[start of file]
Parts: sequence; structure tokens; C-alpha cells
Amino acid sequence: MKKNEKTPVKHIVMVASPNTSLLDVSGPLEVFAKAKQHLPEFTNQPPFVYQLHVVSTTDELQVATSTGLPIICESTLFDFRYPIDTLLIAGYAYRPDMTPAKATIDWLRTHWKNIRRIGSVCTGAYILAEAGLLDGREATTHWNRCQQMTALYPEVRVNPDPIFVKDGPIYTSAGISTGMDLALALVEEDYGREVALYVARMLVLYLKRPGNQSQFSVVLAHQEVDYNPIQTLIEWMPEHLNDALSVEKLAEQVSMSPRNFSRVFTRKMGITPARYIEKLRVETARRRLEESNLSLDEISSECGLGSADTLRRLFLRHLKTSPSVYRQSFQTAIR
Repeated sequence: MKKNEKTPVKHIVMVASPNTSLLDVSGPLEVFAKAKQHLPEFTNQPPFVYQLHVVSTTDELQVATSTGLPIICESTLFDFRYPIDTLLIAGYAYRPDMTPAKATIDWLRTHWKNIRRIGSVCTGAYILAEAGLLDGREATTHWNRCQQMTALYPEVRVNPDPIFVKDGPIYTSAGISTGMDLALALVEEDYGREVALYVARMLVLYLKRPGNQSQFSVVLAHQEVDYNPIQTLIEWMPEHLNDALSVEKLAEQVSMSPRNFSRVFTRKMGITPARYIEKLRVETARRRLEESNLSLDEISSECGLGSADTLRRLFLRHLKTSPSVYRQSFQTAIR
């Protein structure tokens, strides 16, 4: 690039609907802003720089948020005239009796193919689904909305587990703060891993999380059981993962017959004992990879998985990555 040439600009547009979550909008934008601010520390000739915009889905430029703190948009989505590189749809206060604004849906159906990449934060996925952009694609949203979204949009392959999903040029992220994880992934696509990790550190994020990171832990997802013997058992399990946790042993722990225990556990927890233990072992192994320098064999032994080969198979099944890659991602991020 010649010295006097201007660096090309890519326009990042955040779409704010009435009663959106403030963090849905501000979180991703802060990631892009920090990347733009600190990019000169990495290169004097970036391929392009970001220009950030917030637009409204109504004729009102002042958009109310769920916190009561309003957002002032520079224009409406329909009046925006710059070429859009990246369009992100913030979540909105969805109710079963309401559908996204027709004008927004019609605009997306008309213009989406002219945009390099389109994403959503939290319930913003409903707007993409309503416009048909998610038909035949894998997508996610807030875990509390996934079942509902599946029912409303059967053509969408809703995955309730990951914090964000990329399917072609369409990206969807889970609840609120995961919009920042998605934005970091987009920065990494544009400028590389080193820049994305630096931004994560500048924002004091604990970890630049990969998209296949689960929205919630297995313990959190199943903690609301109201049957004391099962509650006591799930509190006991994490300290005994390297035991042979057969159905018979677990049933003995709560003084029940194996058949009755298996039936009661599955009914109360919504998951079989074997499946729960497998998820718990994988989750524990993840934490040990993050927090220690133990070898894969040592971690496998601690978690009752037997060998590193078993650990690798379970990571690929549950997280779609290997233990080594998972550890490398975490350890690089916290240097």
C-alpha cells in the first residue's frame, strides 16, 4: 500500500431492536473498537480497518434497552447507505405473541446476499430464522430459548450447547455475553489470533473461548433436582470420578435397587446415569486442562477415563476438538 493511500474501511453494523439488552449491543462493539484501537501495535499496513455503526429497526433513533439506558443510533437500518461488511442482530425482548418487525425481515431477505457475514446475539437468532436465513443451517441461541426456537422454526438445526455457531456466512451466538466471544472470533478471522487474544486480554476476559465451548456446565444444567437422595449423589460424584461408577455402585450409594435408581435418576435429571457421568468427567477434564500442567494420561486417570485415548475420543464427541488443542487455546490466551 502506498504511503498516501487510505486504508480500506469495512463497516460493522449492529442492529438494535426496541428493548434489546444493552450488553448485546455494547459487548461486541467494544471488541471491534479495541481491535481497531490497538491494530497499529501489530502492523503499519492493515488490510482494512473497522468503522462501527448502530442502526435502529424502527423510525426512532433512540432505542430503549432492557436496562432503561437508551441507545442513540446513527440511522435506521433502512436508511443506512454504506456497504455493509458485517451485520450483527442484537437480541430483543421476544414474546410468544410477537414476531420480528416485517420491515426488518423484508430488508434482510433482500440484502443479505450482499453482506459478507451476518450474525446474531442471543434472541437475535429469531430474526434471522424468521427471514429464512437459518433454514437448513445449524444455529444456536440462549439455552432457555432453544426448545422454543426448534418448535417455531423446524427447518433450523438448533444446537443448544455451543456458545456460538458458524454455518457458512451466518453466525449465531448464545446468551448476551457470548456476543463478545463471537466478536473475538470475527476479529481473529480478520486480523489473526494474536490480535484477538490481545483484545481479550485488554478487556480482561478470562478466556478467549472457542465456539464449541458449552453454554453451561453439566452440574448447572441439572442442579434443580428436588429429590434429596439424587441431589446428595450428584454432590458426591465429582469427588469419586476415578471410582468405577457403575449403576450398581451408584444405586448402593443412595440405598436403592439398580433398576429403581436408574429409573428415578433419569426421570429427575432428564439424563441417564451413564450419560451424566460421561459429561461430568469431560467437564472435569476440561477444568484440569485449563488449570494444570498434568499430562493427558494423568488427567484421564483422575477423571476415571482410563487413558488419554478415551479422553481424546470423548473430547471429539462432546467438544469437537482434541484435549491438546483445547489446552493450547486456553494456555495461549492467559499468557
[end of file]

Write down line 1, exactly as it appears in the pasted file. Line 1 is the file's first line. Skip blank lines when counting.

Parts: sequence; structure tokens; C-alpha cells